Do You Lay or Lie? It’s the Grammar Police!

Miss Crankypants loves to watch tortured writers try to figure which lay is a lie and when it’s proper to have laid an egg or lied to your mother. As all non-English speakers know, the language is a death trap. If the homophones don’t get you, the idioms will.
Speaking of idiots, are you completely sure, as in 100% certain, that you know the tenses of the word lay and all its attending variations?
I lay an egg. The hen is laying in the road.
Six geese are a’laying in the 12 Days of Christmas.
You tell a lie. She laid the table. (OUCH!)
He lay upon the bed. If he laid on the bed, it might get messy.

She lies through her teeth. She’s always lying around.

Miss CP has discovered the true reason for all this confusion. She lays blame squarely at the feet of songwriters and TV news persons. Can you imagine Bob Dylan singing, Lie Lady Lie? What’s that supposed to mean?
As if this wasn’t bad enough, too many people go with their ear instead of their Strunk & White. Thus, we get news anchors who say, “Hopefully, we’ll get rain.” or “There’s many reasons for this.” AAACK!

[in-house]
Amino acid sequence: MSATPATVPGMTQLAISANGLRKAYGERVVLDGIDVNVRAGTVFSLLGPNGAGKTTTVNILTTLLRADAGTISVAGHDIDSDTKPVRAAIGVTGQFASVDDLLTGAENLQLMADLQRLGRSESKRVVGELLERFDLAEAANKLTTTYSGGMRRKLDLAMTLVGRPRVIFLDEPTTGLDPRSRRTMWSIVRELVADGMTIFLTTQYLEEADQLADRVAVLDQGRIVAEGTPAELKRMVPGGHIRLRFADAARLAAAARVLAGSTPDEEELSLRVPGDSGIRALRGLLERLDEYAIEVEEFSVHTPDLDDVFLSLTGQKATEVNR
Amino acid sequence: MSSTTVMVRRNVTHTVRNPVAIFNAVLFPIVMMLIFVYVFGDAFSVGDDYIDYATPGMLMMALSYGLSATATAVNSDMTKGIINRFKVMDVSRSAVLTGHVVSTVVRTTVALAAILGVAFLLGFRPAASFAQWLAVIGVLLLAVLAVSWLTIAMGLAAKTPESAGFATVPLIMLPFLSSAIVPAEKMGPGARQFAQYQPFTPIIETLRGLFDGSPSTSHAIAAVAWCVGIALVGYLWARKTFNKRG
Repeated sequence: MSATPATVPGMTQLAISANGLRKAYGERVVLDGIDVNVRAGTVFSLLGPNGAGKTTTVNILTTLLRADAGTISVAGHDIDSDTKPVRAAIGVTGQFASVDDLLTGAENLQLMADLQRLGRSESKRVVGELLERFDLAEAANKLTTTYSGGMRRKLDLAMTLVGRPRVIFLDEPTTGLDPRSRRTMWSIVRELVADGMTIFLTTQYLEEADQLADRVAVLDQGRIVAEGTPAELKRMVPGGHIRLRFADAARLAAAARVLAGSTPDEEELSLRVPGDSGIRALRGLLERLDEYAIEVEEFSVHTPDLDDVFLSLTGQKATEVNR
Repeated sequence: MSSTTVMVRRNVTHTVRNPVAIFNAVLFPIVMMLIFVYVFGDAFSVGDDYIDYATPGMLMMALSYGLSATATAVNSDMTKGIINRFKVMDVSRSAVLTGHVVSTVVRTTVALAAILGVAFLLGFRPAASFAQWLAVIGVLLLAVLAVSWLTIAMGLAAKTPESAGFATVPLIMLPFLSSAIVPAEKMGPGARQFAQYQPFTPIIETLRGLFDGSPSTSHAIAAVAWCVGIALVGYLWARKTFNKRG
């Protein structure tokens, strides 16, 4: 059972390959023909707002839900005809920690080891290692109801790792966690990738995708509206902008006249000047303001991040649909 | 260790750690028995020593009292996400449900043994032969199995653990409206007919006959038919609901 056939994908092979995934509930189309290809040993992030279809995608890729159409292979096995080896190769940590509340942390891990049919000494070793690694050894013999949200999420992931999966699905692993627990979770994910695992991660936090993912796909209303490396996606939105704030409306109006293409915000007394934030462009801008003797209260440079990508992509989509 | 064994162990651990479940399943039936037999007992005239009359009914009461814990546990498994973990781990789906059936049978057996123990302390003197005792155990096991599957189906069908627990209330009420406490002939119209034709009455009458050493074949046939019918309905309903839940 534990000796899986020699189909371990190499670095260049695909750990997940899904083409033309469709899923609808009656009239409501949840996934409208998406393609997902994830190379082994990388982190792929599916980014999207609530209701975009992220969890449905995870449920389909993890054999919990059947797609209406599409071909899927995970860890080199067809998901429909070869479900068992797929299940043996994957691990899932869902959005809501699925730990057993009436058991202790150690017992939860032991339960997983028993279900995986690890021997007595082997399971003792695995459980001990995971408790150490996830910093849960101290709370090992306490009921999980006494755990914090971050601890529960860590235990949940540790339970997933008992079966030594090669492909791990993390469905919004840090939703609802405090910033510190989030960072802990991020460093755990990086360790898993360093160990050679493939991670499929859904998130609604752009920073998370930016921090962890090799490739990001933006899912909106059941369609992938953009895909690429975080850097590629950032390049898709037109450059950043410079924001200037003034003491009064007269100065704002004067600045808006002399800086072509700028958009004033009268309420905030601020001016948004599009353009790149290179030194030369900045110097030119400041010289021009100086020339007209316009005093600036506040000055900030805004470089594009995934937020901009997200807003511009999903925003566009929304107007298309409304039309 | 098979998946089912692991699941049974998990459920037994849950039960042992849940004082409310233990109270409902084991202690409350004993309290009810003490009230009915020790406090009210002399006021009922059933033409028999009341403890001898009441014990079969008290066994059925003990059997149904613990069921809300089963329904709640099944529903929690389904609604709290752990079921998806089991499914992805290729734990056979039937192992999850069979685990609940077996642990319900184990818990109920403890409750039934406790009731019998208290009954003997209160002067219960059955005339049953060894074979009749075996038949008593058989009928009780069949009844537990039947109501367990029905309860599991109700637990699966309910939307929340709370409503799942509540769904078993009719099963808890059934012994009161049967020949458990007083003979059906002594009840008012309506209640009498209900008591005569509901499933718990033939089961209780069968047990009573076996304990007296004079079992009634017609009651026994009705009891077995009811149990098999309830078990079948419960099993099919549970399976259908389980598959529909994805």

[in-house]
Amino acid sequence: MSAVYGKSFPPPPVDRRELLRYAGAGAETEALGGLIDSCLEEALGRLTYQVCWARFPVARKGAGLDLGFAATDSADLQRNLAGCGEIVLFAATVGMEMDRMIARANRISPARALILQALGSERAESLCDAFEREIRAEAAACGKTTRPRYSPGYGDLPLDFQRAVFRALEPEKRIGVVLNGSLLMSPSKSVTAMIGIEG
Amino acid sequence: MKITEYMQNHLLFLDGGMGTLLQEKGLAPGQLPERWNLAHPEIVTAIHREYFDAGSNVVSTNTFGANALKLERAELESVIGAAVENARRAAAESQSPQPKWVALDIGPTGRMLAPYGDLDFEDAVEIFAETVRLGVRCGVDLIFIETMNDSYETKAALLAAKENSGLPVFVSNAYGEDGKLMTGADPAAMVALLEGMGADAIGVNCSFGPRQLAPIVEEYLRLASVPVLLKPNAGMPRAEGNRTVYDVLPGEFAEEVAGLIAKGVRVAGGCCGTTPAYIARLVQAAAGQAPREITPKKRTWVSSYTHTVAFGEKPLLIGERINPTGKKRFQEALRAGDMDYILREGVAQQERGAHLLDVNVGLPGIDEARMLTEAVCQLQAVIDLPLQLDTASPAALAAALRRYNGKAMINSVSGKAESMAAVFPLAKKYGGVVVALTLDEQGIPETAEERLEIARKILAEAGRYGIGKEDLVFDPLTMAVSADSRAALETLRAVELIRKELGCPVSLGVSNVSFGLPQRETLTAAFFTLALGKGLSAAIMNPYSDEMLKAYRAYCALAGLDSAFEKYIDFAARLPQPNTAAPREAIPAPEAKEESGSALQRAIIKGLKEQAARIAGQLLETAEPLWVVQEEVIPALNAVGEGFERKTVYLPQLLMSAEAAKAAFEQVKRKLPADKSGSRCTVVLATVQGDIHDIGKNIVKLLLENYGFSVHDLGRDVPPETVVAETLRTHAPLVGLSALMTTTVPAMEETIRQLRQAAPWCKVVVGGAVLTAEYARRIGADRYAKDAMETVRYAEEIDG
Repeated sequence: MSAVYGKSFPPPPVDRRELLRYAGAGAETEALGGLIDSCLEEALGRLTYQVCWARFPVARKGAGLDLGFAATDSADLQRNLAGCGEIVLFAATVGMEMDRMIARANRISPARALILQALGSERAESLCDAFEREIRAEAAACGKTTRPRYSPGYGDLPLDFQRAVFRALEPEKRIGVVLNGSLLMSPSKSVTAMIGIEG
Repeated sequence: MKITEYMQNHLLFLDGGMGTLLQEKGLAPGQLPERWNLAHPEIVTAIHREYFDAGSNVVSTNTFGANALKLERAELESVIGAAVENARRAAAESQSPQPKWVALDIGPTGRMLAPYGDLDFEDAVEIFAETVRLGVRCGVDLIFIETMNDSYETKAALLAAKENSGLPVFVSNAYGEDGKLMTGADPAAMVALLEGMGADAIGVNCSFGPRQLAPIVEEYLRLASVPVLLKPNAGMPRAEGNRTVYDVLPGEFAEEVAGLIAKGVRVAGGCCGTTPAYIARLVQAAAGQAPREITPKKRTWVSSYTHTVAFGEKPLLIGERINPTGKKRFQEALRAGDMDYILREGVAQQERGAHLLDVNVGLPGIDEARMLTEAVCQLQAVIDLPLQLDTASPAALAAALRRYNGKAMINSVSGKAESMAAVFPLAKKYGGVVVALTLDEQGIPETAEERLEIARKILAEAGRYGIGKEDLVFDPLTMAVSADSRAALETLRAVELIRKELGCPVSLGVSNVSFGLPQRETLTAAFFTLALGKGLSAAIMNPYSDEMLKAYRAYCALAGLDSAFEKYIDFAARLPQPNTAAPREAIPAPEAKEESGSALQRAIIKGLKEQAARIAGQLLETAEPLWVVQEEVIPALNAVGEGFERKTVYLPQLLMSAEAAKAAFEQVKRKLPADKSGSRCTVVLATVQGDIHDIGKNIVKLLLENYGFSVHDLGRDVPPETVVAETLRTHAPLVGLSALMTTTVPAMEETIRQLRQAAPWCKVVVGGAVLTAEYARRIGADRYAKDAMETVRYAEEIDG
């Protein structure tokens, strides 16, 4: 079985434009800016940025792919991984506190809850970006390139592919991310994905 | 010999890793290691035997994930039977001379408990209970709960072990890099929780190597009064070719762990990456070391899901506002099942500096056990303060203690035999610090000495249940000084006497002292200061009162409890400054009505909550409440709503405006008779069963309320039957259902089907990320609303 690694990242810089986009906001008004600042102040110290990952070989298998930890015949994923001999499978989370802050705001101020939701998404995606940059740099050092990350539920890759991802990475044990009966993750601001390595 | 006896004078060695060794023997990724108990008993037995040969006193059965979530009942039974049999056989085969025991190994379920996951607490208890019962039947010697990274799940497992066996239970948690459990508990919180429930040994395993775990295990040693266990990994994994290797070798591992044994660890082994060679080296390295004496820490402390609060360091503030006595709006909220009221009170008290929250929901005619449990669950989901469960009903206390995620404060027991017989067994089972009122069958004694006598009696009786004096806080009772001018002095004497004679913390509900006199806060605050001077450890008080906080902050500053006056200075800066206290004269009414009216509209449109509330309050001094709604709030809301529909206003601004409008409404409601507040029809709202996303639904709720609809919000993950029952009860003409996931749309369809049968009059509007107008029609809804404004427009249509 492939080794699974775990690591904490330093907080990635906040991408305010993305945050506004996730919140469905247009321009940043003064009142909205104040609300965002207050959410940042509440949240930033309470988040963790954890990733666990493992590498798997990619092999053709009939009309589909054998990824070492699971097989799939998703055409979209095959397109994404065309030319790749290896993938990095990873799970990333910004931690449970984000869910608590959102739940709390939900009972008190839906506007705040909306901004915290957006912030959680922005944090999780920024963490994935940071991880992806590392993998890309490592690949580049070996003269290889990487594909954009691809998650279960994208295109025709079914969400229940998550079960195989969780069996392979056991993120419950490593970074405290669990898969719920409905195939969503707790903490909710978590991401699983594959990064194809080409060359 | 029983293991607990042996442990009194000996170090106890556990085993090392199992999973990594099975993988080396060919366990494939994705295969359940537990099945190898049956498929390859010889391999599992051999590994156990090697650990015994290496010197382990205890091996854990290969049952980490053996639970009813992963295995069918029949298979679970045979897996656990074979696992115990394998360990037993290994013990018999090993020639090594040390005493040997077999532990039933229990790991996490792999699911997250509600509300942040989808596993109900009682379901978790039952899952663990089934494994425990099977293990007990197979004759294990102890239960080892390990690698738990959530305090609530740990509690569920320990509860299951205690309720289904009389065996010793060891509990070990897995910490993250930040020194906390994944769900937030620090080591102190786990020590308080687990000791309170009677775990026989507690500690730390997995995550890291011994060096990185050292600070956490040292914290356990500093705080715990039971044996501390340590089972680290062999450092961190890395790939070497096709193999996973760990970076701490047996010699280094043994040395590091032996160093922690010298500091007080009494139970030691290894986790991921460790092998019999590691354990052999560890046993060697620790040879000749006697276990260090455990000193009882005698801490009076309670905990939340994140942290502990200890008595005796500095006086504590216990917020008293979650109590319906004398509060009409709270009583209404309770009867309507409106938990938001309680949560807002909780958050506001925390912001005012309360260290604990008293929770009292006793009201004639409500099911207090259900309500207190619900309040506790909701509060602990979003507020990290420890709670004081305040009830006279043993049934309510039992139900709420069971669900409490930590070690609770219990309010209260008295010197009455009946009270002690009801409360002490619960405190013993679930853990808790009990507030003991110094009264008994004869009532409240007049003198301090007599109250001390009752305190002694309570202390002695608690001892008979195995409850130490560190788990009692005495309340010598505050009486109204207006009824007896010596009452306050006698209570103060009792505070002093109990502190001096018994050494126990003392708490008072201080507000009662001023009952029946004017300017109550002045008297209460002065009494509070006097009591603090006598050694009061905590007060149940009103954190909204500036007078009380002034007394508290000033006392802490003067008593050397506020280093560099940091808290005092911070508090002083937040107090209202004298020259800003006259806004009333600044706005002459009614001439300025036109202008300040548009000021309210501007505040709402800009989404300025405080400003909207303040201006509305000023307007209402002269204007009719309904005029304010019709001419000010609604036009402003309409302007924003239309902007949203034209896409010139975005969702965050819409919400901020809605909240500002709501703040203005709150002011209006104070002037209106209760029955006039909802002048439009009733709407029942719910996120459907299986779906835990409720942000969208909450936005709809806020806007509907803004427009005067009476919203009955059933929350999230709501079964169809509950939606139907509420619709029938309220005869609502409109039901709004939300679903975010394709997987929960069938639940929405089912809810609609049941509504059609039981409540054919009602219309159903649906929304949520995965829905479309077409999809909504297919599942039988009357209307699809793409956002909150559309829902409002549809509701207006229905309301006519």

George Washington might have been mixed up when he famously insisted, “I cannot tell a lie.” Was George a golfer with a vicious hook slice? And what about surveyors who have to know the lay of the land?
All this makes Miss Crankypants tired. Just weight four the reel grate righting that’s shore to flour once you no the write lay to lay down. Sorry. She can’t help herself. The Grammar Police just hit her over the head. OUCH.

About Linda S. Clare

I'm an author, speaker, writing coach and mentor. I teach both fiction and nonfiction writing at Lane Community College and in the doctoral program as expert writing advisor for George Fox University. I love helping writers improve their craft and I'm both an avid reader and writer of stories about those with wounded hearts.

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